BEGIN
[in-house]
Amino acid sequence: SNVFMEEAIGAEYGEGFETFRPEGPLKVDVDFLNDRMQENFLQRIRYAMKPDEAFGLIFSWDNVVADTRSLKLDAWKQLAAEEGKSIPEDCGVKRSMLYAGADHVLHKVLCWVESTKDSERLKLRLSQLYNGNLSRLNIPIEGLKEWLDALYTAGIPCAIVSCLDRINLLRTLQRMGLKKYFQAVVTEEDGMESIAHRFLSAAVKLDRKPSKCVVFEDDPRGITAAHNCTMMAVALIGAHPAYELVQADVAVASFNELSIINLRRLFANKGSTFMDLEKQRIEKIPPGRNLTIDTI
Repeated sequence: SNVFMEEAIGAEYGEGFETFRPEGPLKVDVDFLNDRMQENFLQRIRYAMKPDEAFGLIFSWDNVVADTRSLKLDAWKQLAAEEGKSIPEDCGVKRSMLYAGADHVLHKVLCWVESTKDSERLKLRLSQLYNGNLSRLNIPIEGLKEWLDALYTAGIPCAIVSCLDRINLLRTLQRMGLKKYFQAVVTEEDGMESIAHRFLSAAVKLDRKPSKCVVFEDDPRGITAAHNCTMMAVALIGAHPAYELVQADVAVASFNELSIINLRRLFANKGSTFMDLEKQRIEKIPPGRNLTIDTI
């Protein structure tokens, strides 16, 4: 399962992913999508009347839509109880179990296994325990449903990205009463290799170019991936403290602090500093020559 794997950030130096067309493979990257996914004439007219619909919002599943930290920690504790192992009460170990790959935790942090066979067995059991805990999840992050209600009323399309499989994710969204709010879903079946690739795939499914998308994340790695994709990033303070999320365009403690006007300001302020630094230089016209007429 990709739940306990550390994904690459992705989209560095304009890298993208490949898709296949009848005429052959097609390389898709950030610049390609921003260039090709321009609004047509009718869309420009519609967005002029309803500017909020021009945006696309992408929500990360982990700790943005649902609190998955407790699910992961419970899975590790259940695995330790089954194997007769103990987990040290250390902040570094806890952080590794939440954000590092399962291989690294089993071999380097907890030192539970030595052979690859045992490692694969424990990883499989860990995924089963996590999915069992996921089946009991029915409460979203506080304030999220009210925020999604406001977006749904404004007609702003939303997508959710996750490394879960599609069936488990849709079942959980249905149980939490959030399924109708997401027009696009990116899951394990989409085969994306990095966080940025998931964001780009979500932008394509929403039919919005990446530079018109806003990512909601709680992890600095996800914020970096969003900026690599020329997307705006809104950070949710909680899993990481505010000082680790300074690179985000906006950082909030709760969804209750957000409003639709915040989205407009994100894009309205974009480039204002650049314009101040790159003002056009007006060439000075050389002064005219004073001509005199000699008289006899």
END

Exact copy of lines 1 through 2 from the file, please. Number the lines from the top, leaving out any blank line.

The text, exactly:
[in-house]
Amino acid sequence: SNVFMEEAIGAEYGEGFETFRPEGPLKVDVDFLNDRMQENFLQRIRYAMKPDEAFGLIFSWDNVVADTRSLKLDAWKQLAAEEGKSIPEDCGVKRSMLYAGADHVLHKVLCWVESTKDSERLKLRLSQLYNGNLSRLNIPIEGLKEWLDALYTAGIPCAIVSCLDRINLLRTLQRMGLKKYFQAVVTEEDGMESIAHRFLSAAVKLDRKPSKCVVFEDDPRGITAAHNCTMMAVALIGAHPAYELVQADVAVASFNELSIINLRRLFANKGSTFMDLEKQRIEKIPPGRNLTIDTI